North York Moors CAM


Monday 2nd April 2001

Weather: Mild with some sunny periods




High on West Cliff stands a bronze statue of Whitby's most famous adopted son, Captain James Cook,
famed for his great voyages of exploration in ships built in the local boatyards and launched on the river below



Nearby is Royal Crescent where, at No 6, a plaque denotes the house where Bram Stoker stayed on his visits to Whitby



On walking down Cliff Street, look on your left for Bakehouse Yard - a plaque is dedicated to lifeboatman Henry Freeman


Over on the east side we enjoy a classic view across the red pantile rooftops of old Whitby town
- the hotels opposite are on West Cliff and Captain Cook's memorial statue can just be seen in the top right of the photo



Dominating the wind-swept heights of East Cliff is St Mary's Parish Church, built around AD 1110



Visitors will be interested to note that there is no artificial lighting in the church
- electricity is only used for the organ and in the bell tower
so when illumination is needed in the church it is provided by candles

The photograph (above left) shows the famous three-decker pulpit - for services the Parish Clerk sits in the bottom-deck,
the priest takes the service using the middle-deck and the sermon is given from the preaching box


Most churchyards contain some kind of curious epitaph - St Mary's is no exception
- on the south-east side of the church is the 'Huntrodd's Memorial'



At the bottom of the 199 steps that lead down from the church we enjoyed a 'cuppa' in the Abbey Steps Tea Rooms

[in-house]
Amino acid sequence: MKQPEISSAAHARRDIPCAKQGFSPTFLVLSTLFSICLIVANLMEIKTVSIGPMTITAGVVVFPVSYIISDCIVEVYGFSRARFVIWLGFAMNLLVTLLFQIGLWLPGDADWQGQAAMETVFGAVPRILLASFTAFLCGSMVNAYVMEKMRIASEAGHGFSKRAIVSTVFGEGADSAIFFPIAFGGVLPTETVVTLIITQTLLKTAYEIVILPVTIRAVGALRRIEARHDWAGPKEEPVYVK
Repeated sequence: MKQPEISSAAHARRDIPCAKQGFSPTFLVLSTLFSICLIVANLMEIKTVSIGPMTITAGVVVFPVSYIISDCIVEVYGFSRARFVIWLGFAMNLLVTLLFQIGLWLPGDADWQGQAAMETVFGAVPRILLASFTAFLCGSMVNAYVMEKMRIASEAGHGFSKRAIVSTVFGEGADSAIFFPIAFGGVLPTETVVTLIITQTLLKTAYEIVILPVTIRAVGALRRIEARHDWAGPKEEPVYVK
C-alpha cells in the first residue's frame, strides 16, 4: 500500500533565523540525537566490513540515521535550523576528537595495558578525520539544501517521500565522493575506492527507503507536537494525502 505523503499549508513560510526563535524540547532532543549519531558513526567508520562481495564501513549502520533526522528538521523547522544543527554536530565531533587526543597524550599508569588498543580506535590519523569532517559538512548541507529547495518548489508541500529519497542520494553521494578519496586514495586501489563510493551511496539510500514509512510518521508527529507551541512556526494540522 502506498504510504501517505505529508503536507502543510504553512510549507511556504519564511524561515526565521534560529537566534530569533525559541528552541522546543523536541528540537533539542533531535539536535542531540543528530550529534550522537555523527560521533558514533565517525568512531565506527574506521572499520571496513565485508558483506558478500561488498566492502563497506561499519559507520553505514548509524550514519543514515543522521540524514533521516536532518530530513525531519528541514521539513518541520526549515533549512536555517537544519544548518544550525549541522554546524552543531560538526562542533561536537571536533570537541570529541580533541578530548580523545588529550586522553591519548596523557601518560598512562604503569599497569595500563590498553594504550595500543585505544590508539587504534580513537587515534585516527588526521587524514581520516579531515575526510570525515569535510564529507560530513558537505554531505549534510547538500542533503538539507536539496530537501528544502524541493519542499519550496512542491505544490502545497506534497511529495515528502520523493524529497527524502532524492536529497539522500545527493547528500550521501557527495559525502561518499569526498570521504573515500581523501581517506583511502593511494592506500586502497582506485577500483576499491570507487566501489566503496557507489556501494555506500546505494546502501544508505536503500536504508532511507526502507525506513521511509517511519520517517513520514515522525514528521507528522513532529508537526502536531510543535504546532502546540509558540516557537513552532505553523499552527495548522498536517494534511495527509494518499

Various narrow alleys lead off Whitby's streets into what are often called 'yards'
- as the photos (above) of the craft shop show, they are well worth exploring



In Grape Lane many of the buildings date from the 17th, 18th and 19th centuries
- the building (above right) dates from 1619 and this is where a young James Cook lodged whilst serving his apprenticeship
learning the service of the sea under the guidance of a Master Mariner called John Walker

The building is now a museum dedicated to the exploits of Captain Cook


I can never walk past this sweet shop in Sandgate without treating myself to some 'goodies' . . .


. . . nor can I pass old cottage names like this without taking a photograph!



Further exploration along a couple of narrow, sheltered alleyways brings us the reward of . . .



. . . a display of spring flowers and a miniature 'scare-crow' or, I suppose in this case, a 'scare-seagull' !!!


Meanwhile, back at harbour, normal day-to-day life continues for Whitby's hardy fishermen . . .


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